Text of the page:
“I’ll never forgive you for this. Never.”

despair-nick-marshThe man whispered the words in my ear through his tears as I picked up the still-warm body of his companion of 10 years and turned to carry it back towards the practice.

A feeling was growing inside me, making my steps heavy and my head numb – a feeling that I was not just unfit to work, but that I was evil, tainted, and that maybe it would be fairer if it were my body slowly cooling now life had left it, rather than the dog’s in my arms. It was the worst feeling I could imagine.

I had felt it before. I wonder how many of you have, too?

Setting the scene

Weekends on call can stretch out like a prison sentence, either interminably slow or maniacally hectic. This wasn’t one of the slow ones. Morning surgery had finished 45 minutes late and during it I had collected a cat to stitch up, a dog chest x-ray and a rabbit dental.

The inpatients needed more care and more decisions, but every time I tried to sit down to look at blood results and think my way through the cases, the phone screamed again, and Sophie would hand it me with an apologetic look on her face. Something else to deal with.

The jobs stacked up and every few minutes I seemed to be further from the finish line. I was stressed, tired, and (not for the first time) wondering why I had picked this profession.

If that bastard phone rings one more time, I thought, I’m going to explode.

It rang again while I was anaesthetising the cat. A long-standing client of mine wanted to talk to me about his West Highland white terrier. I wanted to cry, but I swallowed it, and took the phone from Sophie.

“It’s Nick here,” I said. “What can I do for you?”

The client was relieved I was on call – he trusted me. He explained his dog wasn’t very well. She had been sick that morning and was just “a bit out of sorts”, not wanting her breakfast and not really wanting to move around. He just wanted a bit of advice, he said. He didn’t want to bother me.

Decisions, decisions

I looked at the ops board and the list of procedures I had to carry out – a list that seemed to grow every time the wretched phone rang – and I jumped at the lifeline. It’s probably gastroenteritis, I told myself, pushing the nagging feeling the diagnosis didn’t quite fit and that something more serious was wrong deep inside me and telling it to shut up. I had too much to do already.

“It’s probably just gastroenteritis,” I said. “I’d keep a close eye on her for the afternoon. If she worsens, of course, give me another ring.”

There was a pause at the other end of the line. “You… er… you don’t think it’s worth taking a quick look at her now?” my client said. I looked at the board again and ignored the warning bells ringing in my mind.

“She’ll be fine,” I said, cheerfully, looking at the wound on the cat and wondering how best to close it. “I’m on the end of the phone if you need me.”

Oscar Wilde
Portrait of Oscar Wilde by Napoleon Sarony.

I never discovered what was wrong with her. My guess would be acute severe pancreatitis, but it’s a guess because I never even got to perform a clinical exam on her while she was alive. A few hours after the phone call, she was dead, and my client was telling me he’d never forgive me while I walked across the car park with that black feeling in my gut. He did, of course, minutes later, apologising and telling me he was just in a state of shock – but I’ve never quite forgiven myself though. Not for that mistake, and not for the others.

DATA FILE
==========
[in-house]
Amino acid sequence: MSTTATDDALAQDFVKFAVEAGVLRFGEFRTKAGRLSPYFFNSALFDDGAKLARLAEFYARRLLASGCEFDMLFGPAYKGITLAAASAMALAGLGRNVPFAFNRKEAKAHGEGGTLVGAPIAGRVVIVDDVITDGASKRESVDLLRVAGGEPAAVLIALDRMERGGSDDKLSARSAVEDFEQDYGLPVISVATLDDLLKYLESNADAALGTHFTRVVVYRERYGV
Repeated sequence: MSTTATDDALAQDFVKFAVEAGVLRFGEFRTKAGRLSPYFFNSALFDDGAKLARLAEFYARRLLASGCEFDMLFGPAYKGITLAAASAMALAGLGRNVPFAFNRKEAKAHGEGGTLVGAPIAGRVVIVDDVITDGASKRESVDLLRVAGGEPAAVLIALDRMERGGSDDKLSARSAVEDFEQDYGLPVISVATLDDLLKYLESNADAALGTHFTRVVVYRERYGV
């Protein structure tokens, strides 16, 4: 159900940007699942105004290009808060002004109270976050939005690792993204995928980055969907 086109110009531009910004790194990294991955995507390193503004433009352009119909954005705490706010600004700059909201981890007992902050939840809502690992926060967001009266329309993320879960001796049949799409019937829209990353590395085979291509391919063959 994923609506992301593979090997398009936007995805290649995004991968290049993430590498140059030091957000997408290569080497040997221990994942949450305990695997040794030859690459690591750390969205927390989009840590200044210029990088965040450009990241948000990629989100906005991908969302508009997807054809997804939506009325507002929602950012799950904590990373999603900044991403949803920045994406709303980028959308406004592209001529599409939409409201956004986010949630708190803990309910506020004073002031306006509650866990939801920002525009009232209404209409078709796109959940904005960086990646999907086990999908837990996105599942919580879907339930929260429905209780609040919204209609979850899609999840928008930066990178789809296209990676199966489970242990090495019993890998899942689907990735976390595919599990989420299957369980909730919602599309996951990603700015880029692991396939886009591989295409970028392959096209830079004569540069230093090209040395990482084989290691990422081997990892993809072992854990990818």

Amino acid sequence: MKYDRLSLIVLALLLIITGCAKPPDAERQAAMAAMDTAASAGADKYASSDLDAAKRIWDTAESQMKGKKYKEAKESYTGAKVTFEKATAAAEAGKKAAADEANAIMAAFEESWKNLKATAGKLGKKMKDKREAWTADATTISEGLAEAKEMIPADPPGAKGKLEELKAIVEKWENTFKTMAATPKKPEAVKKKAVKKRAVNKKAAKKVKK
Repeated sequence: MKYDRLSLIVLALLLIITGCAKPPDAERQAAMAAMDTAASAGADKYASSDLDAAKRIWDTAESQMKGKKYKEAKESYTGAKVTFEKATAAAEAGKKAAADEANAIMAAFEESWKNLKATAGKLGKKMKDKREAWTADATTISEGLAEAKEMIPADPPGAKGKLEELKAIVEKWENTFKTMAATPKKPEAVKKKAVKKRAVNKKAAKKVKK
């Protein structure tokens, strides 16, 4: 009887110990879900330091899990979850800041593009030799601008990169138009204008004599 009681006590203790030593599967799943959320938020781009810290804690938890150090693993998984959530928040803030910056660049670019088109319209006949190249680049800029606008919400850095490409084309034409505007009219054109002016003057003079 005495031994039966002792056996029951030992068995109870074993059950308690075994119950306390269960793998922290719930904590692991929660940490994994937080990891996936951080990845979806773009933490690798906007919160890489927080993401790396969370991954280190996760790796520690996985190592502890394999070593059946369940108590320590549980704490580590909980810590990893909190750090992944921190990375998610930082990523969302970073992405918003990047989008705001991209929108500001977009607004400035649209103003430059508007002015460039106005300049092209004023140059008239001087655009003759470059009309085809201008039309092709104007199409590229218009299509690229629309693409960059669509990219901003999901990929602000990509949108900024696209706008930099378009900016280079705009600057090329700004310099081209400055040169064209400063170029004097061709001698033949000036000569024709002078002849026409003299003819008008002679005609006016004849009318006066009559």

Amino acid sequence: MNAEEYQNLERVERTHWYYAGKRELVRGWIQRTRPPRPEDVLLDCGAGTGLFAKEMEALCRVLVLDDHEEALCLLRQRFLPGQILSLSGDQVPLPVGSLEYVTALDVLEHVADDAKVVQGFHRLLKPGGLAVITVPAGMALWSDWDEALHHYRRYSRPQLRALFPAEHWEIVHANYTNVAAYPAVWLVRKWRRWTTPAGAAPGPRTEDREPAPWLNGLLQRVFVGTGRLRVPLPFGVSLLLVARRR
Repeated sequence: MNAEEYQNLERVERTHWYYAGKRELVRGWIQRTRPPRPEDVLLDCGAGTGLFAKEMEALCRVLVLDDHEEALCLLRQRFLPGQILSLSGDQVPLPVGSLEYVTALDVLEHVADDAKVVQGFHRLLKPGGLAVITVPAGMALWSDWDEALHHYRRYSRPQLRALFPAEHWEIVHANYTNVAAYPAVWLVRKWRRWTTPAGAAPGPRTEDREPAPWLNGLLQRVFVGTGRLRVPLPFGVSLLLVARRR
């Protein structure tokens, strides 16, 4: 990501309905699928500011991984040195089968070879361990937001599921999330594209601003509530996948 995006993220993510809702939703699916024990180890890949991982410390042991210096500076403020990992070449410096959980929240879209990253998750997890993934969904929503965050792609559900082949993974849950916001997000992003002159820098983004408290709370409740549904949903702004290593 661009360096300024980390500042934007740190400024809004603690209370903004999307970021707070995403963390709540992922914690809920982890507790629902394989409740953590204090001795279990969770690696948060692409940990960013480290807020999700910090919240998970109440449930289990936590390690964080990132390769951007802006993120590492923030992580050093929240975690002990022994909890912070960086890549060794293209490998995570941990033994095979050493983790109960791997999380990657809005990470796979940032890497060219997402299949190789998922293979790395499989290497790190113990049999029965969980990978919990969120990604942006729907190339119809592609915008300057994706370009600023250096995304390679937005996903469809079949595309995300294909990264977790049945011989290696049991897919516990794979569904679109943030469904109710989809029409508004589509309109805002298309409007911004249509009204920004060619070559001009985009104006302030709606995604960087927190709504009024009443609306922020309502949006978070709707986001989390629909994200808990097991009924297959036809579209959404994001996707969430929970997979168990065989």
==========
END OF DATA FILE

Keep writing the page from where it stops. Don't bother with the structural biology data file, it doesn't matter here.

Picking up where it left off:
Dirty little secret

That black feeling still comes around. Less regularly than it used to. Now years go by before it happens – but I know it will happen again.

I consider myself a competent vet, but here’s our dirty secret: competent vets have bad days too.

We make mistakes. Sometimes, when we make mistakes, our patients die. For that very reason, we don’t like to talk about it. We can’t afford to make mistakes, but we do anyway – it’s a paradox that seems best dealt with by ignoring it.

We read Veterinary Times for stories from the disciplinary hearings, hoping with each one we read that we’ll be able to think: “Well, I’ve screwed up, but I’ve never done anything like that.”

It’s good to talk

I think we need to talk about these things. I think we need to share. Not just to learn from our mistakes, because we do. We swear to ourselves that we will get better, that we’ll never make that mistake again – and we probably won’t, but there are lots of mistakes out there to make, and it’s far easier to be wrong than right.

No, we need to share because there is no feeling in the world like that black feeling of despair and taint, and I want people to know I have felt it too – and I’m willing to bet anyone who has worked in the medical field has felt it at some point in their career.

It’s normal. It’s secret. It’s taboo.

We’re human. We make human judgements. Sometimes we’re tired, or stressed, or worried about problems at home. Sometimes we’re depressed and can’t face the day, but try to anyway. Sometimes, for no good reason at all, we make the wrong decision on the wrong day and something dies because of it.

Oscar Wilde once said: “Experience is the name we give to our mistakes.”

I am an experienced vet, and I am in no position to argue with the man.

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